Photograph: Jonathan Gregson
To make the stuffing, melt the butter in a medium pan and add the chopped onion and juniper berries. Cook without colouring for 10 minutes until soft. Leave to cool.
Once the onion has cooled, remove the juniper berries and discard. Mix the onion with the remaining stuffing ingredients. Season well and set aside.
Preheat the oven to 220°C, fan 200°C, gas 7. Using a sharp knife or tweezers, remove any feather stubs from the goose. With a knife, score very light crisscross lines on the breast and legs.
Lift up the neck flap of the goose and push in as much stuffing as will fit. Fold the flap over and either truss it down or secure with a metal skewer. Push the remaining stuffing into the body cavity. Season well, then place on a wire rack in a large roasting tin. Roast in the preheated oven for 30 minutes. Drain off the fat (save it for roasting potatoes in later), then turn the oven down to 180°C, fan 160°C, gas 4 and roast for a further 1-2 hours. To test if the meat is done, pierce the thigh with a metal skewer. If the juices run clear, it's cooked.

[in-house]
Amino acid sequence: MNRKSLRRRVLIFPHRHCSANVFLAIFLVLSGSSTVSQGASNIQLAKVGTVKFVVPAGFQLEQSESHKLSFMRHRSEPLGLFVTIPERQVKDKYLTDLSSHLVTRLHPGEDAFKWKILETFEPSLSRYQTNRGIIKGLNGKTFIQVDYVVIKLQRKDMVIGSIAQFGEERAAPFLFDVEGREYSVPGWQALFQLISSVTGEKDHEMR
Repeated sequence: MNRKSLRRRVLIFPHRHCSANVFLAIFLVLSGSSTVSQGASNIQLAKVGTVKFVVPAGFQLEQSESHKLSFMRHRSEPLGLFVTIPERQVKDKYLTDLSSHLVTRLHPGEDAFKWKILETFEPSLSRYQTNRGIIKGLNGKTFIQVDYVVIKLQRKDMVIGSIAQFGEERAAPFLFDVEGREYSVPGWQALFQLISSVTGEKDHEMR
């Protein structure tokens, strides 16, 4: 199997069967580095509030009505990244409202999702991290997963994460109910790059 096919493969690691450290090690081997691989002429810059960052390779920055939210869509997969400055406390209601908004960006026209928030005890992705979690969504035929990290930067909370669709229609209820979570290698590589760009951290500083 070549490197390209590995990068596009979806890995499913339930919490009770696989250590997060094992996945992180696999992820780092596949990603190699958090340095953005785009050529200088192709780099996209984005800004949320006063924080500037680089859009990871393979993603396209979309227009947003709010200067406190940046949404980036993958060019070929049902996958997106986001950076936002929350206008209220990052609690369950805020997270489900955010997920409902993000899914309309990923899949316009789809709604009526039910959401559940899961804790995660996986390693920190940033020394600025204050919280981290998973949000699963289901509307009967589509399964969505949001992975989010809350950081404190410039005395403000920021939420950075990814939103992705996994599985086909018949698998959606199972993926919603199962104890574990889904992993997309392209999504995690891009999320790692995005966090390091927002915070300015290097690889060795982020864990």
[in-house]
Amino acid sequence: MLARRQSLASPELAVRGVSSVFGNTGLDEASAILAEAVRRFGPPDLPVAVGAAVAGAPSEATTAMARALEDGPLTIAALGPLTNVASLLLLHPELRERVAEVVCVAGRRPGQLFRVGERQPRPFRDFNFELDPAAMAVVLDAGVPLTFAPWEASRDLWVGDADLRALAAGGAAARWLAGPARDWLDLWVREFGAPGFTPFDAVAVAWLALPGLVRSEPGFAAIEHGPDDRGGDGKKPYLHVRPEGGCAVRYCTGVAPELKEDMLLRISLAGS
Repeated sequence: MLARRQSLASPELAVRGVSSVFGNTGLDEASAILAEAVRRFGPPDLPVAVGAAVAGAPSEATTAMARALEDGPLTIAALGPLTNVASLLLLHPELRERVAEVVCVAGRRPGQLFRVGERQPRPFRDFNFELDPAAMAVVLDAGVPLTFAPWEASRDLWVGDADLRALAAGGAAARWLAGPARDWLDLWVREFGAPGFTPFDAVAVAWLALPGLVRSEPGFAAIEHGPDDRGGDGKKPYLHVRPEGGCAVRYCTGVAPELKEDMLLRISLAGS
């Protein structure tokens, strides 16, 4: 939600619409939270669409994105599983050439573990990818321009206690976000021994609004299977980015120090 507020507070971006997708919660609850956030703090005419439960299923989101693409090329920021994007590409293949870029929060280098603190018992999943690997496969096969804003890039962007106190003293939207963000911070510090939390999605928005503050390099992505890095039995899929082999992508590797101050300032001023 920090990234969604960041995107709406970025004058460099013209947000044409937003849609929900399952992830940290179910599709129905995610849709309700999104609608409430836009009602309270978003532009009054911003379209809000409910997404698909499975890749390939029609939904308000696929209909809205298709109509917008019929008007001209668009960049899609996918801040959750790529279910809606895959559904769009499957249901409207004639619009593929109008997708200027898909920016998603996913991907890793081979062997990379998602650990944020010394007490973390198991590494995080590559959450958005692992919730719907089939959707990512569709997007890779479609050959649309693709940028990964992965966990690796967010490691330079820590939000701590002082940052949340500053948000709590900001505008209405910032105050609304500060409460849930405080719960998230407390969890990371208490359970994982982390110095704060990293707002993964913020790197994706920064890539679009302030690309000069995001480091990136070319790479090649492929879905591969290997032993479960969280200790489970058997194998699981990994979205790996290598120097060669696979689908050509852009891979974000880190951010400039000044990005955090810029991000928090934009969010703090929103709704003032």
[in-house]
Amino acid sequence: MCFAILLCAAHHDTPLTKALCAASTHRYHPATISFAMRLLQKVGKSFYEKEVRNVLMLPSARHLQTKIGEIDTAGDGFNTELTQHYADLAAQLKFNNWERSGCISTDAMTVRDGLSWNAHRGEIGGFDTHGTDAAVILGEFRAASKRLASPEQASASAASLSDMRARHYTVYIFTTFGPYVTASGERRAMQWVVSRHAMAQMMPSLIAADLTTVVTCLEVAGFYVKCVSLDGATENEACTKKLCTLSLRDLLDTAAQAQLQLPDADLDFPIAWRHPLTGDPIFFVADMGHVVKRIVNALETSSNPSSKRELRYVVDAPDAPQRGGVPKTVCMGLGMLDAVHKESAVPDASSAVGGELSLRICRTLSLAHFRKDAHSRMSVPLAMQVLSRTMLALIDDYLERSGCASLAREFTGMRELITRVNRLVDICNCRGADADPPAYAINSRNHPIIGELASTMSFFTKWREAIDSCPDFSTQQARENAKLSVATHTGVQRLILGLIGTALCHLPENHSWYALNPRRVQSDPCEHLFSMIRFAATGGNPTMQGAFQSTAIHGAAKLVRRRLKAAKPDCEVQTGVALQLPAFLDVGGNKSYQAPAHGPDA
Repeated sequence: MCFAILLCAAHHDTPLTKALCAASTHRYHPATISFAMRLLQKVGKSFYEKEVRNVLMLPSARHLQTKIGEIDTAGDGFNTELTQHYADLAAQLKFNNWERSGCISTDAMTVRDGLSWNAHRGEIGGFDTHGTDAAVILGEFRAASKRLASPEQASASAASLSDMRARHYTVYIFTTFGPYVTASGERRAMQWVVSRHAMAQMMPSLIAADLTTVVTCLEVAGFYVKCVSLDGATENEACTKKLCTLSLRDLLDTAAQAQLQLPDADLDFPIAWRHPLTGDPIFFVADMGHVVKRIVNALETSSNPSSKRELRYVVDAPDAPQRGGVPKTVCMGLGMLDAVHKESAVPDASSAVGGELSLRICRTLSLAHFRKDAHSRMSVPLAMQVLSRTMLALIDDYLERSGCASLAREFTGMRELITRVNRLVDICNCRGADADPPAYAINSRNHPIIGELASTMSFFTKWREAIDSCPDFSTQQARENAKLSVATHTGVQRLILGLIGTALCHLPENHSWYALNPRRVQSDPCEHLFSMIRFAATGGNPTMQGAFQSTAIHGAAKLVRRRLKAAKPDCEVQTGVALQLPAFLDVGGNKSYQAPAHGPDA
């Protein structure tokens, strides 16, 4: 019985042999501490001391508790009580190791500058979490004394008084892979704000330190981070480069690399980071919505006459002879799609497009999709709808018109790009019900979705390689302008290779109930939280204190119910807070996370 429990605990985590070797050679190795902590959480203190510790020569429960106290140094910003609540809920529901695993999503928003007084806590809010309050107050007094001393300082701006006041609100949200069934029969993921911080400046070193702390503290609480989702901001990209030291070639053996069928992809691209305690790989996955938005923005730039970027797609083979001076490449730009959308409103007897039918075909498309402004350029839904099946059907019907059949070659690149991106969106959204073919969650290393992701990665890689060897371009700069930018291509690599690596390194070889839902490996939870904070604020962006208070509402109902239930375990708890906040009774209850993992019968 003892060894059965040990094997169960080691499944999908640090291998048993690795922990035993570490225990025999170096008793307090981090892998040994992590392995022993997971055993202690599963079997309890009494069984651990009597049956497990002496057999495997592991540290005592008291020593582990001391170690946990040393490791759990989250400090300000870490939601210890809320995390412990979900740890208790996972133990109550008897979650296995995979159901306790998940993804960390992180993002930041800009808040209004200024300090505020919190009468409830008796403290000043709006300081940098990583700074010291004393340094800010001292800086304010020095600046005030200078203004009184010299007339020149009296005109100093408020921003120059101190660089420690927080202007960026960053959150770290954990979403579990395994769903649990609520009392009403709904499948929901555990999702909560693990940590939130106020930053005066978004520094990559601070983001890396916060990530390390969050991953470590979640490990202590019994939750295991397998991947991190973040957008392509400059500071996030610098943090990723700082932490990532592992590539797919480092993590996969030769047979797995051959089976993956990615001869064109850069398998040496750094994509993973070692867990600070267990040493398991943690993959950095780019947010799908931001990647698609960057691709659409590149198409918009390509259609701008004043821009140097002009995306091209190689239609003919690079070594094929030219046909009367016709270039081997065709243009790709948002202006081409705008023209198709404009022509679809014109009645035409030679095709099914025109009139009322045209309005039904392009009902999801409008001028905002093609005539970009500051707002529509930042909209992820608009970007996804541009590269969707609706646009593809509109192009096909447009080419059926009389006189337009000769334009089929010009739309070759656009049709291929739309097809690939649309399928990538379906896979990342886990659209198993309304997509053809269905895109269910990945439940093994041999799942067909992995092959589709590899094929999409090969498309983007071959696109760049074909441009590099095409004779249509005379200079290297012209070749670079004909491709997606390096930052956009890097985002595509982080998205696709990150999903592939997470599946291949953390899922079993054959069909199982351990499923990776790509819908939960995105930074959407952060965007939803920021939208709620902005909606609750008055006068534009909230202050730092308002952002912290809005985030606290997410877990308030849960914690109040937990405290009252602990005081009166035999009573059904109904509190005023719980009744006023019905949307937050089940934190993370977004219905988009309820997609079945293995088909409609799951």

Remove from the oven and cover with kitchen foil. Allow to rest for at least 30 minutes. Drain the fat from the roasting tin, then pour the chicken stock and 100ml of water into the tin. Scrape off all the caramelised juices from the bottom of the tin. Bring to the boil and simmer for 5 minutes, then strain through a sieve into a gravy boat. Serve with the carved goose.
Get ahead: the stuffing can be made the day before; bring to room temperature before using. The stuffing can also be frozen; defrost thoroughly before using.
Kitchen secret: this is a really delicious alternative to traditional roast turkey. Serve with roast potatoes and red onion, and some braised red cabbage.